Mayor Lee Announces 50% milestone in San Francisco's Bike Network Expansion
8/16/11 — Today Mayor Edwin M. Lee and the San Francisco Municipal Transportation Agency (SFMTA) announced the completed installation of 50 percent of the bike network expansion, including the completion of 17 bike lane projects, since last August when the four-year Superior Court injunction of the Bicycle Plan was lifted. Numerous innovative projects have been installed and planning continues to make San Francisco a world-class bicycling city.
“Whether commuting to work, running errands or taking a family outing, more and more San Franciscans are choosing to bicycle,” said Mayor Lee. “With more than 50 percent of the bike network expansion completed, I want to encourage those who have yet to try it to experience for themselves the benefits of this healthy, fun, low-cost transportation option.”
“San Francisco continues to see an increase in bicycling. Even during the injunction bicycle trips increased 58 percent,” said SFMTA Board of Directors Chairman Tom Nolan. “The City’s Bicycle Plan continues to add mile after mile of bike lanes, implement innovative projects such as the green bike boxes and work closely with businesses and neighborhoods to help them bring bicycle facilities to their doorsteps.”
“We know that improvements to San Francisco’s bike network encourage bicycling citywide,” said SFMTA Director of Transportation Edward D. Reiskin. “Since last August, the SFMTA has built on a strong foundation of planning to implement a myriad of bicycling infrastructure improvements.”
The SFMTA has made significant progress toward full implementation of the City’s Bicycle Plan. Since last August, SFMTA has:
- Completed 17 projects adding bike lanes to 14 miles of streets. 19 miles (over 50 percent) of the bike lanes laid out in the Bike Plan have been implemented.
- Installed about 2,800 shared roadway bike markings (sharrows) along 124 different street segments totaling about 38 miles.
- Installed about 500 bike racks providing 1,000 bicycle parking spaces.
- Installed eight on-street bike corrals to accommodate high bike parking demand in commercial areas. The City now has a total of 14 bike corrals, and plans to install 11 more by the end of 2011.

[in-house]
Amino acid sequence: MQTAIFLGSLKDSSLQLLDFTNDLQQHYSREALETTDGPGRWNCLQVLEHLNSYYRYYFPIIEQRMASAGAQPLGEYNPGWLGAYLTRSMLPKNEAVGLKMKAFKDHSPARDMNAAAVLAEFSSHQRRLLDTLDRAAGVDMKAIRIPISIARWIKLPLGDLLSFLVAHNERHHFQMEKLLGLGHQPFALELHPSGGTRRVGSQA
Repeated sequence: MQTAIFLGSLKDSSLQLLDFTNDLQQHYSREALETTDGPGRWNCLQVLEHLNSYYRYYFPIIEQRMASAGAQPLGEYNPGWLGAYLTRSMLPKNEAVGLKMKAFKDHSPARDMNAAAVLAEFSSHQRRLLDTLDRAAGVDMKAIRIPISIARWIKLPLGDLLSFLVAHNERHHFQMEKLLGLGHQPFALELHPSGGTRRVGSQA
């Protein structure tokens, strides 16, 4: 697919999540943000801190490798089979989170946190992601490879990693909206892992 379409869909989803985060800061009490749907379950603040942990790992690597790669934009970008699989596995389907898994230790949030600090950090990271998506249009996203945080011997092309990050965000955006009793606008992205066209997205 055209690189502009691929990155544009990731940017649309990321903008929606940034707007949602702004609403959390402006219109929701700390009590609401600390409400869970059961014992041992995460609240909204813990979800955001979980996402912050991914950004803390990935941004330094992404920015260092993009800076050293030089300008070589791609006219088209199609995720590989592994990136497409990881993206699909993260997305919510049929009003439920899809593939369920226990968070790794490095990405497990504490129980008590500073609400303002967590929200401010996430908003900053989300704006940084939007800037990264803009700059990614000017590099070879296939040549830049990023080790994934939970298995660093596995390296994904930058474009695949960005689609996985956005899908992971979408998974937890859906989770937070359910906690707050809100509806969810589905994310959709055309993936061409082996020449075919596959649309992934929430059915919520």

SFMTA also implemented several innovative bikeway improvements, including:
- Improvements to Market Street including five green bike boxes, green-backed sharrows and expanded green paint and safe-hit post buffers.
- Bike lanes buffered with safe-hit posts on Alemany Boulevard, Division Street, Laguna Honda Boulevard and Portola Drive, with plans to add additional safe-hit post buffers to bike lanes on Monterey Boulevard San Jose Avenue in August.
- Traffic signal changes at Fell and Scott Streets to improve bicycle safety.
- Green treatments along the Fell Street bicycle lane near the Divisadero ARCO station.
- Testing of “door zone” treatments and “right-hook” treatments along 17 th Street.
Other significant accomplishments during this period include:
- Announced a regional bike sharing program last Fall and approved an interagency agreement in June supporting the scheduled project launch in spring 2012.
- Implemented a policy change to allow folding bikes on Muni vehicles.
- Completed conceptual design for the Masonic Avenue streetscape project.
- Completed planning and design for a two-way cycle track on Cargo Way – this project is scheduled to be completed by the end of 2011 and will be San Francisco’s first two-way cycle track.
- Continued planning, design and community outreach for parking-buffered cycle tracks on John F. Kennedy Drive in Golden Gate Park. This project is scheduled to be completed by the end of 2011 and will be San Francisco’s first parking-buffered cycle track.
- Secured funding for planning and design of bikeway improvements along Fell and Oak Streets to improve this key connection along “The Wiggle” bike route.
As a key component of San Francisco’s Transit First policy as well as the City’s Climate Action Plan, increasing bicycling will reduce San Francisco’s reliance on private automobiles and further the City’s goal of reducing greenhouse gas emissions to 20 percent below 1990 levels by the year 2012. Redesigning streets along the bicycle route network so that they are more inviting to bicyclists will be one of the key ways that San Francisco can attract more people to ride bicycles for their everyday transportation needs. Improved streets and pathways, coupled with high-quality bicycle parking, along with a continued focus on education, encouragement and enforcement, will help San Francisco become a world-class city for bicycling.
The SFMTA’s bicycle program does much more than create bike lanes. The program supports bicycle education for adults and youth, installs bike racks at popular destinations and central locations, identifies locations for better signs, improves off-street trails, and provides outreach—including safety gear and information (such as maps)—to encourage safe and courteous bicycling. As part of the SFMTA’s balanced approach to transportation in San Francisco, the bicycle program, which oversees the Bicycle Plan, ensures education and safety for cyclists, pedestrians, and motorists. More information on the San Francisco Bicycle Plan, including specific projects, can be found at www.sfmta.com/bikes.
“City leaders recognize that better bikeways are helping more people choose to bike for more trips — ranging from parents riding with their kids to school to lawyers, techies, and waitresses pedaling to work to tourists exploring our diverse neighborhoods by bike,” said San Francisco Bicycle Coalition Executive Director Leah Shahum. “We look forward to the day when anyone from the ages of 8 to 80 feels comfortable bicycling on inviting, well-connected, crosstown bikeways that, literally, connect our City.”